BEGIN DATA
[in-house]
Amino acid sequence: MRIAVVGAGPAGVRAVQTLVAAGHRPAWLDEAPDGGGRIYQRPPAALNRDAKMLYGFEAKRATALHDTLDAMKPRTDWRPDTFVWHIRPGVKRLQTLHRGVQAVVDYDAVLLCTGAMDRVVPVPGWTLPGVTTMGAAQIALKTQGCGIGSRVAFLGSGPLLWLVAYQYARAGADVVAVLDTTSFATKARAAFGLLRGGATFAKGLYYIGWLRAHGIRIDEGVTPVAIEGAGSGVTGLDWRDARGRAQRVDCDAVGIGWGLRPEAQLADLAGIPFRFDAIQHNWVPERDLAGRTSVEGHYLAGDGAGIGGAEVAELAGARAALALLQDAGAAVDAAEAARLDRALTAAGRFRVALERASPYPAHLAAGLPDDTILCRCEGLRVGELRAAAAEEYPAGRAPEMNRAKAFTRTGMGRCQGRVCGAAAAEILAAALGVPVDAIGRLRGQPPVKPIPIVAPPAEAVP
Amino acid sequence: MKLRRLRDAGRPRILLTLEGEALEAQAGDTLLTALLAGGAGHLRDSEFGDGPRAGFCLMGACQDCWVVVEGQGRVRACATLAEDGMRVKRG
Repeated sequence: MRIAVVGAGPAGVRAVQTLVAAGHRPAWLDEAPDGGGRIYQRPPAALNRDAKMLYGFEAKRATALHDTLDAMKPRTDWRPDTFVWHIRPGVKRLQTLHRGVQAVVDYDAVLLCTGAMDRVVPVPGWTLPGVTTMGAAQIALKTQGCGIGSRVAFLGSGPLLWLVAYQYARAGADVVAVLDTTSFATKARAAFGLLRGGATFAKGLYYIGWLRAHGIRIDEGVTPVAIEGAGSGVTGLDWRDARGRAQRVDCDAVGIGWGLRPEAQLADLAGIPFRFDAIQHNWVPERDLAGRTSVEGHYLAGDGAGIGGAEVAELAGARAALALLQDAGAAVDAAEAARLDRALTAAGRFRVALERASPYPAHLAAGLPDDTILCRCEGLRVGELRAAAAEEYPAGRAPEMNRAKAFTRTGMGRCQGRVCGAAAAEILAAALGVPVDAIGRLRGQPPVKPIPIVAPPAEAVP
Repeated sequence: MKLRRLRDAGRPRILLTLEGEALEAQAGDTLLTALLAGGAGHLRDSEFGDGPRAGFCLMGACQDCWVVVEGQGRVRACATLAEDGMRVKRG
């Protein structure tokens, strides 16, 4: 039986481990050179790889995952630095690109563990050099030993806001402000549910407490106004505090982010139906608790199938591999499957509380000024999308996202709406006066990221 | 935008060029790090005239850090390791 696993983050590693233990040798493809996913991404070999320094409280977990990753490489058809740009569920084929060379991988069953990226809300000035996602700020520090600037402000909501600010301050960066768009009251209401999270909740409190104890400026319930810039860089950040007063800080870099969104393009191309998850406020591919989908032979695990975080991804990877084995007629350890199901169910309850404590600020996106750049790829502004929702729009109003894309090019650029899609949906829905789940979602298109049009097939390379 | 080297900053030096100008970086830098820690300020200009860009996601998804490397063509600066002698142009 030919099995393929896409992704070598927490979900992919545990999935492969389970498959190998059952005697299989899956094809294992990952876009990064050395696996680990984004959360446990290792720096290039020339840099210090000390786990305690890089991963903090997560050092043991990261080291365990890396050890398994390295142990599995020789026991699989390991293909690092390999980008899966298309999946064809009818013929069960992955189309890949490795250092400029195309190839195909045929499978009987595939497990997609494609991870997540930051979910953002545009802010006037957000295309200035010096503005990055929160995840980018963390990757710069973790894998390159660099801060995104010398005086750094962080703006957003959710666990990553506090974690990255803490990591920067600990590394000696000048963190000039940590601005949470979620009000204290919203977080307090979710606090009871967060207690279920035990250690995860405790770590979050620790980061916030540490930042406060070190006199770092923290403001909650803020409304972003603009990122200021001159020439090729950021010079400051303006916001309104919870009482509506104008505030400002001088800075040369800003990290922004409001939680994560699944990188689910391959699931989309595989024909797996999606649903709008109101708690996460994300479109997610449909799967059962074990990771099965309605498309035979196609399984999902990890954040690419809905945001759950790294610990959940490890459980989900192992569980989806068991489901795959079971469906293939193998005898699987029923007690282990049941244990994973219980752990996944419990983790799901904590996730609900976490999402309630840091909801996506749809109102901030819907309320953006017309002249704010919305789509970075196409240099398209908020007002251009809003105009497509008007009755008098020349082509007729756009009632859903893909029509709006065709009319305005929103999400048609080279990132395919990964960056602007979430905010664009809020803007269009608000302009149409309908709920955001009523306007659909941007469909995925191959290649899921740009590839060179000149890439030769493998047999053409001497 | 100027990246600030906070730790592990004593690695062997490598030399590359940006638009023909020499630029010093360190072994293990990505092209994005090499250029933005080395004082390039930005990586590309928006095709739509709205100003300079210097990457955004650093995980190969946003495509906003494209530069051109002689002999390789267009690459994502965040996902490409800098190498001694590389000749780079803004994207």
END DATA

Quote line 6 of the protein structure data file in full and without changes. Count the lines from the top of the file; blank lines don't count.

């Protein structure tokens, strides 16, 4: 039986481990050179790889995952630095690109563990050099030993806001402000549910407490106004505090982010139906608790199938591999499957509380000024999308996202709406006066990221 | 935008060029790090005239850090390791 696993983050590693233990040798493809996913991404070999320094409280977990990753490489058809740009569920084929060379991988069953990226809300000035996602700020520090600037402000909501600010301050960066768009009251209401999270909740409190104890400026319930810039860089950040007063800080870099969104393009191309998850406020591919989908032979695990975080991804990877084995007629350890199901169910309850404590600020996106750049790829502004929702729009109003894309090019650029899609949906829905789940979602298109049009097939390379 | 080297900053030096100008970086830098820690300020200009860009996601998804490397063509600066002698142009 030919099995393929896409992704070598927490979900992919545990999935492969389970498959190998059952005697299989899956094809294992990952876009990064050395696996680990984004959360446990290792720096290039020339840099210090000390786990305690890089991963903090997560050092043991990261080291365990890396050890398994390295142990599995020789026991699989390991293909690092390999980008899966298309999946064809009818013929069960992955189309890949490795250092400029195309190839195909045929499978009987595939497990997609494609991870997540930051979910953002545009802010006037957000295309200035010096503005990055929160995840980018963390990757710069973790894998390159660099801060995104010398005086750094962080703006957003959710666990990553506090974690990255803490990591920067600990590394000696000048963190000039940590601005949470979620009000204290919203977080307090979710606090009871967060207690279920035990250690995860405790770590979050620790980061916030540490930042406060070190006199770092923290403001909650803020409304972003603009990122200021001159020439090729950021010079400051303006916001309104919870009482509506104008505030400002001088800075040369800003990290922004409001939680994560699944990188689910391959699931989309595989024909797996999606649903709008109101708690996460994300479109997610449909799967059962074990990771099965309605498309035979196609399984999902990890954040690419809905945001759950790294610990959940490890459980989900192992569980989806068991489901795959079971469906293939193998005898699987029923007690282990049941244990994973219980752990996944419990983790799901904590996730609900976490999402309630840091909801996506749809109102901030819907309320953006017309002249704010919305789509970075196409240099398209908020007002251009809003105009497509008007009755008098020349082509007729756009009632859903893909029509709006065709009319305005929103999400048609080279990132395919990964960056602007979430905010664009809020803007269009608000302009149409309908709920955001009523306007659909941007469909995925191959290649899921740009590839060179000149890439030769493998047999053409001497 | 100027990246600030906070730790592990004593690695062997490598030399590359940006638009023909020499630029010093360190072994293990990505092209994005090499250029933005080395004082390039930005990586590309928006095709739509709205100003300079210097990457955004650093995980190969946003495509906003494209530069051109002689002999390789267009690459994502965040996902490409800098190498001694590389000749780079803004994207």